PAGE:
Nuclear Triad Continues to Creak

Air Force takes the nuclear button away from 34 launch-control officers over cheating charges

  • Share
  • Read Later

The most vulnerable leg of the Pentagon’s nuclear triad showed deepening rot on Wednesday, as the Air Force announced that 34 of its missile-launch officers may have been implicated in cheating on a proficiency test and have been removed from their place in the nuclear-launch chain of command.

Service officials said they believe it marks the biggest wholesale ouster of nuclear-certified officers in Air Force history, officers charged with commanding and controlling the world’s deadliest weapons.

The Air Force’s land-based missile leg is the shakiest among the three means of delivering atomic warheads because, as budget pressures mount, experts say it is the leg most likely to be scrapped.

Military officers say the Navy’s missile-launching submarines are the most secure, and Air Force bombers are more secure than the service’s missile fleet because the aircraft can also perform nonnuclear missions (the B-1 bomber, originally designed to wage an atomic war with the Soviet Union, lost its nuclear mission nearly 20 years ago and lately has been used as a close-air support aircraft coming to the aid of troops on the ground).

But the airmen overseeing the LGM-30 Minuteman III force 24/7 from their bunkers buried up to 100 ft. (30 m) deep in mid-America have no mission other than their nuclear assignment. Despite the protests of the commanders that their jobs remain vital, there’s a palpable sense among Pentagon officials that the nuclear moment — and the honor and glory that once came with it — has faded in recent decades. Nowhere is that felt more deeply than in the Air Force’s intercontinental-ballistic-missile force.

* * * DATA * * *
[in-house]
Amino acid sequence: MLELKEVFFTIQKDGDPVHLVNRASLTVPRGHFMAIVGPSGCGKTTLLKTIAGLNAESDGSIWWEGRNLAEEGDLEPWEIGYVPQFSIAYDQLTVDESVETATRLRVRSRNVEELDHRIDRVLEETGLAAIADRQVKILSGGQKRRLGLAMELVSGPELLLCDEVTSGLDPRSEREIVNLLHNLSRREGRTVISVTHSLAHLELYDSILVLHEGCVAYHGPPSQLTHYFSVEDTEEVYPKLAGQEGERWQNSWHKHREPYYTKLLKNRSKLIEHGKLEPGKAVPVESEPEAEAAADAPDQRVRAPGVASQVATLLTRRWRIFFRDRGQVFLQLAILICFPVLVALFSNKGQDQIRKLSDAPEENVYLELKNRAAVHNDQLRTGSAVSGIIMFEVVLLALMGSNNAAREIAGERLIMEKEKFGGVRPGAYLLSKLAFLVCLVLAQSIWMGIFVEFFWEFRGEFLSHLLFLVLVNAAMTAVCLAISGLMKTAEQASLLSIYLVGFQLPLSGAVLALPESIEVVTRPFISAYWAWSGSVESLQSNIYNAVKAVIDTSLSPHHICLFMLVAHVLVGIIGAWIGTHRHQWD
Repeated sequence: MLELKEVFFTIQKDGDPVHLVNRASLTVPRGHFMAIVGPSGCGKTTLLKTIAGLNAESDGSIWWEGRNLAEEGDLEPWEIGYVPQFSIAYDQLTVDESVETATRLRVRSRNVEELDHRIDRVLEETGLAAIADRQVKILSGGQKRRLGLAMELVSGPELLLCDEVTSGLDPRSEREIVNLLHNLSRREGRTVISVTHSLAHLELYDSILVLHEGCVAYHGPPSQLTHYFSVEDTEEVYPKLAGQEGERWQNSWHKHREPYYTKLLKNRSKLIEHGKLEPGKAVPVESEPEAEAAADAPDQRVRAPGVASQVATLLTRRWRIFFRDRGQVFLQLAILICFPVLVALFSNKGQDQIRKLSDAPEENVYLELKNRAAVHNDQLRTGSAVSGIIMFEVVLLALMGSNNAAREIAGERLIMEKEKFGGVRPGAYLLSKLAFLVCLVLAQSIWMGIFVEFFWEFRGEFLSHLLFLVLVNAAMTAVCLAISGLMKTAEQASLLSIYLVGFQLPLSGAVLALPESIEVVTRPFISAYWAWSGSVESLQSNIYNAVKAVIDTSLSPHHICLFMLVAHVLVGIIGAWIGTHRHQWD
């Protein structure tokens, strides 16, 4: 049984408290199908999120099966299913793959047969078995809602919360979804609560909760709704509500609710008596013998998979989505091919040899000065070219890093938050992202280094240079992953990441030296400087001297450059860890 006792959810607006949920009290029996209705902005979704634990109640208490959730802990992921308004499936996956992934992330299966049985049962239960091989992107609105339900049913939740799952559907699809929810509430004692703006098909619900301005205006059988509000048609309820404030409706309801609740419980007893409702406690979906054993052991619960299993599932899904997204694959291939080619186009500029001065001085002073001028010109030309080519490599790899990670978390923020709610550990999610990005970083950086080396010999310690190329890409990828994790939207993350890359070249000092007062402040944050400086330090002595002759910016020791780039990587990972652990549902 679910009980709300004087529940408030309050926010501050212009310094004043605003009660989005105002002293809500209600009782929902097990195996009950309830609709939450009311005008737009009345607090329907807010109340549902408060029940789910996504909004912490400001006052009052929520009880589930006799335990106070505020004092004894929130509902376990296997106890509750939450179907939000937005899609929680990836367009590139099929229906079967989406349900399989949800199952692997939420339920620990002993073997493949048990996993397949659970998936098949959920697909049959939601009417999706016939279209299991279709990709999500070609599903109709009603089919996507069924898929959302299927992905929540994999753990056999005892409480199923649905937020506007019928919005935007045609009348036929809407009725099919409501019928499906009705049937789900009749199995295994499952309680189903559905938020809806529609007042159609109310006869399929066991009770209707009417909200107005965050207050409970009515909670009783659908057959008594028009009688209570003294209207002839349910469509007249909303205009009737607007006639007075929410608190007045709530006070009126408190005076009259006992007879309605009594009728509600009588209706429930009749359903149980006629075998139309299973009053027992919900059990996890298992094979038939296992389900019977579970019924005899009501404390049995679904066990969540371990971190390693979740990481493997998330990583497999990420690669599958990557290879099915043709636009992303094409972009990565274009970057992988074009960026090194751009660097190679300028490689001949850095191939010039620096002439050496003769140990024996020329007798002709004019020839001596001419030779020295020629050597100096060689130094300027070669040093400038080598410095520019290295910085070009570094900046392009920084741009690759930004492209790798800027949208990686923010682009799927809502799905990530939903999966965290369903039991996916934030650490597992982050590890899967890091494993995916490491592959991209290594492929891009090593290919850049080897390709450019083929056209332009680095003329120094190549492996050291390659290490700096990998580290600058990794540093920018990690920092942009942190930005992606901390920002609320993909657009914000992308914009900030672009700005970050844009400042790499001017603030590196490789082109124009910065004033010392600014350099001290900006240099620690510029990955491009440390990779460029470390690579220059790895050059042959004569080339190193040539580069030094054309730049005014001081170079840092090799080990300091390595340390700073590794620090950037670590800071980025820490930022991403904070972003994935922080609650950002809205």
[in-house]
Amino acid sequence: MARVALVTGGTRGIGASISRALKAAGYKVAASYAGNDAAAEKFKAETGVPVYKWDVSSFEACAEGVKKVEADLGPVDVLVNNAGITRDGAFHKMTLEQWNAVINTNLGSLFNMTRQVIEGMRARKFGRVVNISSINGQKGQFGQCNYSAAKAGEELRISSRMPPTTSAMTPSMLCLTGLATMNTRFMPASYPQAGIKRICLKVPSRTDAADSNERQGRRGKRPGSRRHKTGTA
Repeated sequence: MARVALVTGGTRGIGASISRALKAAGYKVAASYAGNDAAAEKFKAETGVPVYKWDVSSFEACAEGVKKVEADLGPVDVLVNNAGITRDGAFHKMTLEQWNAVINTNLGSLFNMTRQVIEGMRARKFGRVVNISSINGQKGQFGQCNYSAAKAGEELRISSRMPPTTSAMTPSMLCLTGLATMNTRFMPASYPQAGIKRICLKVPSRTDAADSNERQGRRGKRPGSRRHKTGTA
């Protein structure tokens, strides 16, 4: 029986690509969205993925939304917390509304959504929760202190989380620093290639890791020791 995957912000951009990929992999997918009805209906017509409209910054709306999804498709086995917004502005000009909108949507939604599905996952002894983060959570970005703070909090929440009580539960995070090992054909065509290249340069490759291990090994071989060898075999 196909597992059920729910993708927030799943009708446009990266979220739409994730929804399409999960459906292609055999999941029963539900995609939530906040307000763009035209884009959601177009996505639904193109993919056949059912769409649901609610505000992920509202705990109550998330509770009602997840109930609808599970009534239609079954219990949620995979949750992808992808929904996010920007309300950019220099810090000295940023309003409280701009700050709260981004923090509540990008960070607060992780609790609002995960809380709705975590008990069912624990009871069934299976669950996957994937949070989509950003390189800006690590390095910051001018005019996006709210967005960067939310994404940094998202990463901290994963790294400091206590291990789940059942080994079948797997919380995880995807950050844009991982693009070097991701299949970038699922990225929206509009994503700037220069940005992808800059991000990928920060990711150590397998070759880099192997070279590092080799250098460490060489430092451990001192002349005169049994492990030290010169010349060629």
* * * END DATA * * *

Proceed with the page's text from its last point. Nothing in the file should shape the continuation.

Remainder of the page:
In the past year, there have been reports of poor morale among the so-called missileers presiding over the nation’s 450 missiles divided among Malmstrom Air Force Base, Mont., Minot Air Force Base, N.D., and F.E. Warren Air Force Base, Wyo. Last month, the Air Force inspector general released a report about the boorish behavior of their two-star commander while on an official trip to Moscow last summer, leading the service to remove him from his nuclear-command role.

The Air Force uncovered the cheating while investigating a scandal that broke last week involving three missile officers suspected of illicit drug use. That probe has grown to include eight other nonnuclear Air Force officers, spread across six bases. It also led to the cheating allegations involving 34 young officers — 2nd lieutenants and captains — overseeing 150 Minuteman III missiles, one-third of the land-based ICBM force, at Malmstrom.

“This was a failure of integrity on the part of some of our airmen,” said Air Force Secretary Deborah James, who has been in charge only since Dec. 20. “It was not a failure of our nuclear mission.”

The service’s top uniformed officer agreed. “The operational capability to conduct the mission is not impacted at this point in time,” General Mark Welsh said.

According to the Air Force officials, a missile-launch officer with the 341st Missile Wing at Malmstrom texted answers to a monthly missile-launch officer proficiency test with 16 fellow officers in the August-September time frame. Seventeen additional missile-launch officers at the base knew of the cheating but didn’t report it up the chain of command as required. The 34 represent about 18% of the 190 missile-launch officers in the wing.

Over the coming decade, it will cost $24 billion to operate and modernize the ICBM force, the Congressional Budget Office estimated last month.